The nozzle head features the height adjustment, which allows the user to adjust for different cake sizes. The nozzle head also features the frosting dispensing mechanism which involves a servo driving a piston, which is mounted onto a rack. The rack is then driven by the pinion, which is mounted onto the servo. As the servo turns, it drives the piston down, which in turn dispenses the frosting. The servo dispenses frosting at a set rate while the machine is drawing, and stops to allow it to make separate lines. When we run out of frosting or the color needs to be changed, frosting stops dispensing in order to allow the user to change it. Once the frosting is changed, the user can press a button to continue frosting.

While we bought a few parts, such as the handle, the frosting dispenser, and the threaded rod, the vast majority of the parts in our project were machined in house. This kept our costs down, and allowed us to make modifications to the design as we saw fit. The design is lightweight, despite its size, because we used thin aluminum for most of our structure. While the frame of the base is TIG welded, the rest of the project can be disassembled for cleaning or transportation.

The Electrical System

The electrical part of our project focused on controlling our stepper motors. We chose to use a Toshiba TB6560HQ controller to drive each motor. These controllers can source up to 3 amps which was definitely high enough to power our motors. We had to bend and solder the pins of the controller in order to properly connect them to the breadboard. Heat-sinks were also attached to the controller to prevent the controllers from blowing out. We used 2 controllers, driven by a 5 volt powered supply. Both stepper motors combined sourced 4 volts, with a total output of 12 V.


The two Arduinos (breadboardable iduinos) operated in unison for different functions. Arduino 1 interpreted PySerial, sent from Python, and sent commands over two logic pins and two pulse pins to two stepper motors according to those commands. The logic pins determined the direction of the steppers; the pulse pins, their frequency of rotation. It also output on a third logic pin, which output to an LED and also to Arduino 2. Arduino 2 controlled the motion of the servo which dispensed the frosting. It was coded to slowly dispense, then retract and pause for reload until a button on the circuit (an input pin to the Arduino) was pressed. The input pin on Arduino 2, from Arduino 1's output, was intended to allow interpretations recieved over PySerial to send through Arduino 1 to Arduino 2, such that the frosting dispensation could be programmatically paused. This functionality, however, never came to fruition.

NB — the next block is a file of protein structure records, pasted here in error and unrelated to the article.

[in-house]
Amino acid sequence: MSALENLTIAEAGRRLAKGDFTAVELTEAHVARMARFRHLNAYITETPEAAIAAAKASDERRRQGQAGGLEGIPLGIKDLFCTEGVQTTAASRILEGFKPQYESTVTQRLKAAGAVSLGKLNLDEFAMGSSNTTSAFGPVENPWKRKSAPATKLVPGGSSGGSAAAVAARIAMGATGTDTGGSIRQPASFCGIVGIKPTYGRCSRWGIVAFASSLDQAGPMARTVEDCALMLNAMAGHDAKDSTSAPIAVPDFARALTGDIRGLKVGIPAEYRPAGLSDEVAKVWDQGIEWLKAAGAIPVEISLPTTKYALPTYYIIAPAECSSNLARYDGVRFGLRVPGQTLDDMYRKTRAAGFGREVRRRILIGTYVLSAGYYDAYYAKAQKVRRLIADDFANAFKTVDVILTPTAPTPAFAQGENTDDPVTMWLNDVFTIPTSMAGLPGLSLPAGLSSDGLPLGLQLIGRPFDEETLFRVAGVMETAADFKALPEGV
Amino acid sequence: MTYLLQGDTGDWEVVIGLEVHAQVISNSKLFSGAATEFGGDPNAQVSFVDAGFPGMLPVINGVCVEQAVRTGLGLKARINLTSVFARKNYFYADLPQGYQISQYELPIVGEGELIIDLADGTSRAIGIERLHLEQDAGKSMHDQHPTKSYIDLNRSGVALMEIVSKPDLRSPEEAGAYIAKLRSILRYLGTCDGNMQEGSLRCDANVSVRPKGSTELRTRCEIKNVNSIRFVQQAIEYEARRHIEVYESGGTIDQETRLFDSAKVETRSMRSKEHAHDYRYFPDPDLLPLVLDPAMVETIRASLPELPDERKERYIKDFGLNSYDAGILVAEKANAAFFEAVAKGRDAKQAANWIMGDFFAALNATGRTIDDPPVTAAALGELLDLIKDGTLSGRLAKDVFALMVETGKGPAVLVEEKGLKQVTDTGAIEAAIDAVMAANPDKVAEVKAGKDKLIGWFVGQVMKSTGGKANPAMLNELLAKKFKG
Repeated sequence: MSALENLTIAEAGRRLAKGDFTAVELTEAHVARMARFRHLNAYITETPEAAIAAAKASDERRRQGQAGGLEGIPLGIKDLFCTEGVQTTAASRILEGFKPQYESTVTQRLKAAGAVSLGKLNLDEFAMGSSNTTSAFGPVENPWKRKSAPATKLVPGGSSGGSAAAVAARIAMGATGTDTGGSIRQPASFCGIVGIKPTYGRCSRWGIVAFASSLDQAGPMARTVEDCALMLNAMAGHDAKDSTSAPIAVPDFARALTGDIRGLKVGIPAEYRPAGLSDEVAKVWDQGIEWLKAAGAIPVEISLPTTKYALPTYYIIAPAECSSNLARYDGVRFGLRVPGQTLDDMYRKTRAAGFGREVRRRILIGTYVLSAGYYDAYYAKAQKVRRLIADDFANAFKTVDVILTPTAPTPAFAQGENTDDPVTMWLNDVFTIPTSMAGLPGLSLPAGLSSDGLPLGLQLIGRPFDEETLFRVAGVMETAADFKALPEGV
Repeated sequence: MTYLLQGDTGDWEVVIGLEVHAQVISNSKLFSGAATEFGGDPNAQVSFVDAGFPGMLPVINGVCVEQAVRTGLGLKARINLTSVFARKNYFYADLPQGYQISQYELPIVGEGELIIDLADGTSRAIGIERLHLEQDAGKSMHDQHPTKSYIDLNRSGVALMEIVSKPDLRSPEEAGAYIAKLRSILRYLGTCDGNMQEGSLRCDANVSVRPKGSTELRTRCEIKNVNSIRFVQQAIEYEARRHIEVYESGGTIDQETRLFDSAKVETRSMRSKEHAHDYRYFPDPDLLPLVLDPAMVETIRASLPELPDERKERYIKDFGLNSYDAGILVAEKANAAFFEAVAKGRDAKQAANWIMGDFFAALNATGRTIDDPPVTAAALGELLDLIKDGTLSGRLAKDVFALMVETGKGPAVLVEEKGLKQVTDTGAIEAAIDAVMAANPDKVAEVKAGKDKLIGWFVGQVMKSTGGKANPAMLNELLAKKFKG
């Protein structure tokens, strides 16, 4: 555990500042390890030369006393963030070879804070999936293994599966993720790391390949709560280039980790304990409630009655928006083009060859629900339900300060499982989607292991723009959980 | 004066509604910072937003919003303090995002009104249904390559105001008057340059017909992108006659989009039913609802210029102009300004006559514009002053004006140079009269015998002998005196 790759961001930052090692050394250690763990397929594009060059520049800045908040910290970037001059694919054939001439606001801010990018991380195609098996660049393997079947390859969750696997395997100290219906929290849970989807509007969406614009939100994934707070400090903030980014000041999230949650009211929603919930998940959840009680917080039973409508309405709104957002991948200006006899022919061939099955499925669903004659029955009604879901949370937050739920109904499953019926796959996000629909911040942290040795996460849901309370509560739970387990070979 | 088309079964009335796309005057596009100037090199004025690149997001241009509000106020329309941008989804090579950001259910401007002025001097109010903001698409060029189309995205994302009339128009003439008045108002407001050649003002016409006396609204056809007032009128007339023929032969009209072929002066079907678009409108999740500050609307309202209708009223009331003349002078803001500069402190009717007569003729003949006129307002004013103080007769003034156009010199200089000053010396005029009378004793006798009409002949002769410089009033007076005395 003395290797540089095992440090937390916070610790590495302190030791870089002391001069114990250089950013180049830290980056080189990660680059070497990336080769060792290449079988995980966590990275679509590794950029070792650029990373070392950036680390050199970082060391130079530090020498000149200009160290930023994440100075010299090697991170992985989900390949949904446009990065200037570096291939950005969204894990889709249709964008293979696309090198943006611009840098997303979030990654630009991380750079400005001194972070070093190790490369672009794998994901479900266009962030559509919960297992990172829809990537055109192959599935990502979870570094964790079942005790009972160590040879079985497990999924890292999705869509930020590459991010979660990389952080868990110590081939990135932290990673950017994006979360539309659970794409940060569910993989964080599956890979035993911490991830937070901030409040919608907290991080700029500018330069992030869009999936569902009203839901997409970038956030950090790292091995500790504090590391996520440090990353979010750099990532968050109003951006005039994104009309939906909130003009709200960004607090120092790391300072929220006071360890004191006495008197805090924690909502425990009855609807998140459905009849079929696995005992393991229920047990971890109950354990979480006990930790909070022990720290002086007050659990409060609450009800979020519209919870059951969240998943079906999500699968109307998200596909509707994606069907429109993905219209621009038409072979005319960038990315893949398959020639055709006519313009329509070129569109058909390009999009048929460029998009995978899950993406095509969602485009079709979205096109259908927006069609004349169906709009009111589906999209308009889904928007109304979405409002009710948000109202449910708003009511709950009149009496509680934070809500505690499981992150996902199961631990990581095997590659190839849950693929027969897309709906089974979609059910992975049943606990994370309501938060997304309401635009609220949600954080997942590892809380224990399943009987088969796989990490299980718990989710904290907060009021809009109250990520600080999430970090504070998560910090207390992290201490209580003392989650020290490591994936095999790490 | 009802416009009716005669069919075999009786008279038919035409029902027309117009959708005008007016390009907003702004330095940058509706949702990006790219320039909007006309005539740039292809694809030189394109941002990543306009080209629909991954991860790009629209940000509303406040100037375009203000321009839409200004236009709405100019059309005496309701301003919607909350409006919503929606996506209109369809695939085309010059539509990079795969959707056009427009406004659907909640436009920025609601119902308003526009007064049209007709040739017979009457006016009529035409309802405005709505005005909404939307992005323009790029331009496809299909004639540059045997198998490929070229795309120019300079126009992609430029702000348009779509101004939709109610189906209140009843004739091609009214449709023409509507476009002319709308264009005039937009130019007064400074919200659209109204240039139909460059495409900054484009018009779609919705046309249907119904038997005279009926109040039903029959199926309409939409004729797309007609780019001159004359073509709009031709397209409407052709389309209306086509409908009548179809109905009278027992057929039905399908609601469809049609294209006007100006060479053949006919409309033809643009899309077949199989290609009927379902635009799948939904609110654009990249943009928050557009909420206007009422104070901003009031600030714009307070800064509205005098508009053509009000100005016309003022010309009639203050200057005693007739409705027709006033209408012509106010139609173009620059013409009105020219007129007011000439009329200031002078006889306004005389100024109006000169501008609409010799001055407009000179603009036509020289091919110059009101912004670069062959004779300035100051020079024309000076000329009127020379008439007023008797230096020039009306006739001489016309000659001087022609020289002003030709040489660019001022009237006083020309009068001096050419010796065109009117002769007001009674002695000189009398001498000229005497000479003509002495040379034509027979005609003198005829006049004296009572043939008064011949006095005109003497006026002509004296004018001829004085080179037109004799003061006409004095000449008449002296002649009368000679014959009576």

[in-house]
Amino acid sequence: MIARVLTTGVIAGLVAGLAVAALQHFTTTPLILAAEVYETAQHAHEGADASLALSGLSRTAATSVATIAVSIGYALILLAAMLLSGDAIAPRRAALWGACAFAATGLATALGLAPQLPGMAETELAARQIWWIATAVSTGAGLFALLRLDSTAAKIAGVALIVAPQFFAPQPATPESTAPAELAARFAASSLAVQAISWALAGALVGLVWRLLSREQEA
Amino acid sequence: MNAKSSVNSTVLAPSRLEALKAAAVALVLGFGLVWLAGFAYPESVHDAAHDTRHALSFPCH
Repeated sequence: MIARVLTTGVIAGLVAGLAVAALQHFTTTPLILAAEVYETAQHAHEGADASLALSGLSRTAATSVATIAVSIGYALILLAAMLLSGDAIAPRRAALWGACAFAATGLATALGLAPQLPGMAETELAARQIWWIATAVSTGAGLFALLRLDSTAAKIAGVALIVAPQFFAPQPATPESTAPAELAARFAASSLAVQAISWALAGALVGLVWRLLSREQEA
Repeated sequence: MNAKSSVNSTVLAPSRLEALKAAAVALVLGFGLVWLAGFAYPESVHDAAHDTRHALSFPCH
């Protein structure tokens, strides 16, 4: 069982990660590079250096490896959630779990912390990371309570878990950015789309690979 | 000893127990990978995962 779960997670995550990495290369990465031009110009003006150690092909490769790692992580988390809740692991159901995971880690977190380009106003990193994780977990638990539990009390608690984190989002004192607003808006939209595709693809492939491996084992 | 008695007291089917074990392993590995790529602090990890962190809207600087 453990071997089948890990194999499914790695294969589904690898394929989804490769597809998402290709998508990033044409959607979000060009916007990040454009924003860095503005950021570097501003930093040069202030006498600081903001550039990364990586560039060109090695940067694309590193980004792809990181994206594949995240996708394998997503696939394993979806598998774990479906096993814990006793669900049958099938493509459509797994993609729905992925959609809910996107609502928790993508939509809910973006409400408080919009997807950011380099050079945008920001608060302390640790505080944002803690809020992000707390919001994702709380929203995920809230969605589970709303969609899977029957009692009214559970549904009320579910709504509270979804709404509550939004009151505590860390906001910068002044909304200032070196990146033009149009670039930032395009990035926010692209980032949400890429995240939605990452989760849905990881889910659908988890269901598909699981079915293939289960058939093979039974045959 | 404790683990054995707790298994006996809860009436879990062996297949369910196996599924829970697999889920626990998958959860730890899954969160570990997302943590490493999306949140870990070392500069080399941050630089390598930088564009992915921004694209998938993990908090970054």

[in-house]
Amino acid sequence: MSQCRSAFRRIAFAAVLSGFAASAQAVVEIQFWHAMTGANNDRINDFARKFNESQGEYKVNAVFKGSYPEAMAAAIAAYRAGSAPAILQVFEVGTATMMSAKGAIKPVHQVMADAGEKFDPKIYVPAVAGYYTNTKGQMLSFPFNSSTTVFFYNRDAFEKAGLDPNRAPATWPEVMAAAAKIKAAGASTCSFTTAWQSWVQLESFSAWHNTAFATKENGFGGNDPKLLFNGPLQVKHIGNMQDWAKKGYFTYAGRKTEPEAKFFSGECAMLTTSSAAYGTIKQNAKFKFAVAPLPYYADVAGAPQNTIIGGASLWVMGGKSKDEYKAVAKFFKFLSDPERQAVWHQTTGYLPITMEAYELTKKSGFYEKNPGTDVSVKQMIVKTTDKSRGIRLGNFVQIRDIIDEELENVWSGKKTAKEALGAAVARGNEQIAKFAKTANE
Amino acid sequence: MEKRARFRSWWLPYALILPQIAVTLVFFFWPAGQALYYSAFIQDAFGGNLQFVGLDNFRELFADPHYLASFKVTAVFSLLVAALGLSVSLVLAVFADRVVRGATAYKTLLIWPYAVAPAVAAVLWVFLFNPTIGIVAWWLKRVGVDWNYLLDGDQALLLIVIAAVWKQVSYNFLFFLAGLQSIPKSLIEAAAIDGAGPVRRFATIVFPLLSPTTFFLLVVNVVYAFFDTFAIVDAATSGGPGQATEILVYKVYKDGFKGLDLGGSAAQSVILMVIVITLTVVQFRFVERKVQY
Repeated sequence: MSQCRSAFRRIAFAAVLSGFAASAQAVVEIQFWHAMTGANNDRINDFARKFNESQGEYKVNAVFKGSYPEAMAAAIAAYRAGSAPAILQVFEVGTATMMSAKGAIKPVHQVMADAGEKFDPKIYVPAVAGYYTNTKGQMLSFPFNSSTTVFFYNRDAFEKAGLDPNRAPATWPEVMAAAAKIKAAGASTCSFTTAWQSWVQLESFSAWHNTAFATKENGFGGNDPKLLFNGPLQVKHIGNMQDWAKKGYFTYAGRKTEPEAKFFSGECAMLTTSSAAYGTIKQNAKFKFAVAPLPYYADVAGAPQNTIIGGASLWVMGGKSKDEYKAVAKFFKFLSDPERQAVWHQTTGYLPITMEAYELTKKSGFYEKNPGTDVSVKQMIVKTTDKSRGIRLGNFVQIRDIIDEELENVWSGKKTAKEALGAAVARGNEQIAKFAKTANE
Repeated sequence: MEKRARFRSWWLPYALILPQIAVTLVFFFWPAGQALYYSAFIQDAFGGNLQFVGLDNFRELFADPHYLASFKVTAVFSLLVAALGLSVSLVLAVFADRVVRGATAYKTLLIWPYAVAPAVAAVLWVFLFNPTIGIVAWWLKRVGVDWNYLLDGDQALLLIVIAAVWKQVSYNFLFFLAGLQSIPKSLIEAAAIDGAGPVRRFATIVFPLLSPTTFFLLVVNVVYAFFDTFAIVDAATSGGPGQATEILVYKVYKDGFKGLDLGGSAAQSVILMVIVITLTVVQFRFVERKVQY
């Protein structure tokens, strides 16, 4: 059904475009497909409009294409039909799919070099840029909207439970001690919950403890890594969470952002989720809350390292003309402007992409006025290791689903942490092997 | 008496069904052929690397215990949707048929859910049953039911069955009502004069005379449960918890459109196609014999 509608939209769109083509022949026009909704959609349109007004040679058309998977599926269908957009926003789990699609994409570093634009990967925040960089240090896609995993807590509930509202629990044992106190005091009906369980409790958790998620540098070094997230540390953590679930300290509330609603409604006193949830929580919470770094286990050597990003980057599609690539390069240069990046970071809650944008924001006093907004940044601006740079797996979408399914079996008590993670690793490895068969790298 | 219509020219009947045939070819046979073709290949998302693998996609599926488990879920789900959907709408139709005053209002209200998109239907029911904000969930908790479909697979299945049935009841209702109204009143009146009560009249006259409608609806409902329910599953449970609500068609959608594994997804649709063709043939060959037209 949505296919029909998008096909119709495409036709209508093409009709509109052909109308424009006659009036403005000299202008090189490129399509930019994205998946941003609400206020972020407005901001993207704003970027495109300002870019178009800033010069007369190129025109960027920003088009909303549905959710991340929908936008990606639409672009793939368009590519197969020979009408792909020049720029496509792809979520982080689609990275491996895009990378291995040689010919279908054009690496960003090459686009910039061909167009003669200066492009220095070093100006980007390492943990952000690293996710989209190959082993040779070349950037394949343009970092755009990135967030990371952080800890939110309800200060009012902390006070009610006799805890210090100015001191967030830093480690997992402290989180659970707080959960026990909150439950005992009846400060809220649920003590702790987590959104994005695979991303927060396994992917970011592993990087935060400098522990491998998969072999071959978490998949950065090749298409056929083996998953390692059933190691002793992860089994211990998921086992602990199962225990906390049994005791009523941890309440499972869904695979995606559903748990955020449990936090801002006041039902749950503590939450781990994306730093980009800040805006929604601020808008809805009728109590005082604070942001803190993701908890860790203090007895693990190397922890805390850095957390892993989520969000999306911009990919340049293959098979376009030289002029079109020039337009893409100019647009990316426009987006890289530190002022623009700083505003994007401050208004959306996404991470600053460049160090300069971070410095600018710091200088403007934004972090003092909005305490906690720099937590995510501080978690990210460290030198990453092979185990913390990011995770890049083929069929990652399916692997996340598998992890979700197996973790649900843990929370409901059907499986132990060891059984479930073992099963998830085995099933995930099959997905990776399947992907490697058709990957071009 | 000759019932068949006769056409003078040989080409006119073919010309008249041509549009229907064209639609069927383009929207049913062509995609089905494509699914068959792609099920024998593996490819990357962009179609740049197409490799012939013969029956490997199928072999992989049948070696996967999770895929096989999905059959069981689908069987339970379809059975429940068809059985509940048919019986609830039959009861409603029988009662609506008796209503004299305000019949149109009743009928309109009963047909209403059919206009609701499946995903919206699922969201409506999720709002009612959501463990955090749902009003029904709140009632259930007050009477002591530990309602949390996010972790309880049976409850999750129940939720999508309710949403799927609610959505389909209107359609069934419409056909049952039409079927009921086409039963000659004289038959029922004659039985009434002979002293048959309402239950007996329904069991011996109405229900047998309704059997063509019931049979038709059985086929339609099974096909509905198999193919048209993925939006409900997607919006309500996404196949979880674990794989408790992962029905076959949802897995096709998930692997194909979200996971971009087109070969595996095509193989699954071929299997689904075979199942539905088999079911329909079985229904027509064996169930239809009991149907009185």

One Arduino parses distances and logic variables sent by the Python GUI over Serial. It translates these signals into pulses which operate the x and y stepper motor. The second Arduino runs the servo which dispenses frosting at a steady rate onto the cake. This second ardino is controlled by a logic pin on the first arduino (dispensing or not dispensing) and by its own monitoring of the plunger's state. Once the frosting plunger has been emptied, the servo pulls up and waits for a button press which signifies that the frosting has been reloaded.

The Arduino code can be found here.

Python GUI

Users design cakes on a Paint-style graphical user interface (GUI), and AutoFrost turns them into reality. We have written our GUI using Python and Tkinter. Aspiring cake decorators can control frosting colors and nozzle shapes while drafting their dream cake. As users draw, we collect points at evenly spaced intervals and store their location, color, and shape. We then parse by color and nozzle shape (prompting the user each time a change is required) and send x-distance, y-distance, and frosting-or-not commands to our three motors.

Python code is downloadable here.

-Karan, Tim, Kelsey, Tara, and Ilana

I Made It Photo Contest

Participated in the
I Made It Photo Contest